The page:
Karoliina Paatos: The American Cowboy
What compels a photographer from Finland to make work about the American West? Seven years ago, Karoliina Paatos began to make photographs in Idaho, Nevada, and Oregon in search of the American cowboy. Over the years, she built a series that is at once cinematic, majestic, and intimate, using landscape and portraits to define the brutality, isolation, and beauty of the cowboy life. This work has recently been published by The Angry Bat, a Ljubljana-based publisher. The book itself, The American Cowboy is beautifully crafted with a sewn linen cover and an open spine revealing photographs of “found moments, found people, and found objects” gathered from years of immersion observing this unique culture that so defines man and nature.
Karoliina Paatos is a Finnish photographer based both in her home country and the USA. During the past ten years, she has covered subjects all over the world for the biggest magazines and newspapers in Finland. She works on her own personal long term projects and frequently exhibits them both in solo and group shows as well as in artist’s books. Her first monograph, American Cowboy, published by The Angry Bat was recently released. Paatos has studied in Aalto University’s graduate programs in Photography and Documentary Film and is currently in University of Arizona’s MFA program. Paatos was PDN‘s student category winner in 2015 with her series Rodeo Queer.
Calfs are born into the snow, dust is so fine you can see insect tracks. It takes hours to reach a grocery store. The sky over the treeless land is covered by sagebrush and seems beyond measure, the light is unbearably beautiful. Here both people and plants are few and far apart to gather the needs for their sustenance.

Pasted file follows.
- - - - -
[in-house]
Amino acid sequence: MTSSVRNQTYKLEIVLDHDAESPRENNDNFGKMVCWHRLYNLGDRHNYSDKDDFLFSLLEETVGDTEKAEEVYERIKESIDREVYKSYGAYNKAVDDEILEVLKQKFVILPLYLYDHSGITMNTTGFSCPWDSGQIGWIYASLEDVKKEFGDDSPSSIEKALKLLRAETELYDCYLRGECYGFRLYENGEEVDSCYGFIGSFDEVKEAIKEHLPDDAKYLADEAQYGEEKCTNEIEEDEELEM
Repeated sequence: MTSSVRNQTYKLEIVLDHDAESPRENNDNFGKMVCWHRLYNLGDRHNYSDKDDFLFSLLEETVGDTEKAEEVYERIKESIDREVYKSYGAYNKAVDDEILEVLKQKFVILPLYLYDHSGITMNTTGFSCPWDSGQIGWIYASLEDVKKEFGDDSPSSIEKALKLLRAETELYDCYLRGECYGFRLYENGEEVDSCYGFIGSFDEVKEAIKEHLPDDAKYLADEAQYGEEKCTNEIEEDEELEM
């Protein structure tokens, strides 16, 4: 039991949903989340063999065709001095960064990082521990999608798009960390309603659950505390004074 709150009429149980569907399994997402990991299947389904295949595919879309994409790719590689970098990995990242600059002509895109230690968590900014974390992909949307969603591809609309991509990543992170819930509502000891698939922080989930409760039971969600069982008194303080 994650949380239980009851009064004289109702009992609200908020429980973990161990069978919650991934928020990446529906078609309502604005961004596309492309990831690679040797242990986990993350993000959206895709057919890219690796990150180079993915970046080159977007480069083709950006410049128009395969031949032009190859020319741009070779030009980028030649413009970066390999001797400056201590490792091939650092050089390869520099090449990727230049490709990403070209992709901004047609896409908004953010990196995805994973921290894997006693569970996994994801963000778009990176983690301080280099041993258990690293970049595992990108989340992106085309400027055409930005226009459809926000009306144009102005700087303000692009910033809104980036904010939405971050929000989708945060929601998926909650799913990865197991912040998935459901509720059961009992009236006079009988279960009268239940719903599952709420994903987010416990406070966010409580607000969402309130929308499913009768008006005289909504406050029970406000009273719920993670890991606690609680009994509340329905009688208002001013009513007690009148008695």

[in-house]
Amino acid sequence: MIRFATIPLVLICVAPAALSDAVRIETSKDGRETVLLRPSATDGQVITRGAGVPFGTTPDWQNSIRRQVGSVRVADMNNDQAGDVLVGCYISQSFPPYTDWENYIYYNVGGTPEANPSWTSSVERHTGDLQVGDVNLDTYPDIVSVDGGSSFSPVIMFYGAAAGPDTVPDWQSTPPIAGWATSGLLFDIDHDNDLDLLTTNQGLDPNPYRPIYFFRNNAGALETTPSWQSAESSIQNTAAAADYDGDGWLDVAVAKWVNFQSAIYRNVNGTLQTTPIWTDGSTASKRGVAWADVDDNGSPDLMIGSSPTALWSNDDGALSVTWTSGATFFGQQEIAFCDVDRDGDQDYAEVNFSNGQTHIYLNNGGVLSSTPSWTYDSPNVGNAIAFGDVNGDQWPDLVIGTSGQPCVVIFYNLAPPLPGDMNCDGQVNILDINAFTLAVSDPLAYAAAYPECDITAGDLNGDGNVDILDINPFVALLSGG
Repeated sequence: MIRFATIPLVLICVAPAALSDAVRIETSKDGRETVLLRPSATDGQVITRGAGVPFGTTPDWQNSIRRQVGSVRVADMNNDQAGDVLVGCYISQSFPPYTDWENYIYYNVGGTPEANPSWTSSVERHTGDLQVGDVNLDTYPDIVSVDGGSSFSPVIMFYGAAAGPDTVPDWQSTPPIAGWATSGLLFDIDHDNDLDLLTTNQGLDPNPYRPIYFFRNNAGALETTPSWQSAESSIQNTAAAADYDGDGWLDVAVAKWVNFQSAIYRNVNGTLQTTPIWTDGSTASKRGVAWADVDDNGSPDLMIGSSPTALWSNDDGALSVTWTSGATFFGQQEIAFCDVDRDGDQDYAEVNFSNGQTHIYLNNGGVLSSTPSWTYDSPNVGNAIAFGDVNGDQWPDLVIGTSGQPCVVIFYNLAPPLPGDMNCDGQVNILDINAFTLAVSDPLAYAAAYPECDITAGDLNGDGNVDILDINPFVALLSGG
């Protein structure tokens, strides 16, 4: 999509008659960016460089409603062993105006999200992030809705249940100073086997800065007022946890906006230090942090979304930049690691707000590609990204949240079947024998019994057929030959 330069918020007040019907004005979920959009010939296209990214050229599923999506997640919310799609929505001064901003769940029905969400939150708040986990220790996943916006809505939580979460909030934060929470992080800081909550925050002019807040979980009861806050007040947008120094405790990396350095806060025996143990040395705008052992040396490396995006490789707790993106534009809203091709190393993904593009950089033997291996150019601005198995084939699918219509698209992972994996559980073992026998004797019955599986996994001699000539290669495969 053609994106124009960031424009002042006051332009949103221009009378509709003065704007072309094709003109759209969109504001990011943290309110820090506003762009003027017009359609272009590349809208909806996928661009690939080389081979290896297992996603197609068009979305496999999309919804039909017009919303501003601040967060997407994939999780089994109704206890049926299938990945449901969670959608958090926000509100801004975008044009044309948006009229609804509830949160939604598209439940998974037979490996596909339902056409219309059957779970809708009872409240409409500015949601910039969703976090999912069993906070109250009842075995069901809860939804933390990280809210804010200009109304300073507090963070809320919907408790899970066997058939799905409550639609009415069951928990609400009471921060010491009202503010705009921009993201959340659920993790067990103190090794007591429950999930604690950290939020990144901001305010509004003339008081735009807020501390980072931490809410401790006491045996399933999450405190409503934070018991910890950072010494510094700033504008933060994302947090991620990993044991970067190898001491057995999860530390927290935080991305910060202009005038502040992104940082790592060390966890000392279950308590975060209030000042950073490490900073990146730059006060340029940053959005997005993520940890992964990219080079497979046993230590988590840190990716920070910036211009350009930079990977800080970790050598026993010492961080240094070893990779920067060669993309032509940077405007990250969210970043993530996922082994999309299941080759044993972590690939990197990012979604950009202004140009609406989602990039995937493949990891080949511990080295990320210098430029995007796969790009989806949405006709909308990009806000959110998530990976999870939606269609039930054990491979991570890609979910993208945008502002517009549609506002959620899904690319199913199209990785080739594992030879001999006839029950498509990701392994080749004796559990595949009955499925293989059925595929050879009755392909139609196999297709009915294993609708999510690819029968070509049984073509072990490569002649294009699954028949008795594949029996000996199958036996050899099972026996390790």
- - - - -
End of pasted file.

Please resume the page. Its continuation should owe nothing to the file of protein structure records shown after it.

I have been following closely a community of cattle ranchers and cowboys in northern Nevada, southern Idaho and Oregon for nearly seven years. I live long periods of time on the ranches helping with the chores and becoming part of the everyday life. My method is to dwell and linger to catch essential moments and the spaces between them.
Romance and harshness is branded in the visual image of a cowboy. The prevailing idea is still a lonesome twenty-something rascal moving from one camp to another whereas my cowboys are men, women and families. Draught, high land prices and changes happening in the cattle industry are making this lifestyle nearly impossible to continue as it has been.
Presently I follow more closely two little girls growing up in this very masculine world that is not striving. I want to see the change through the lives of these cowboy girls. My journey continues alongside them into their adulthood.
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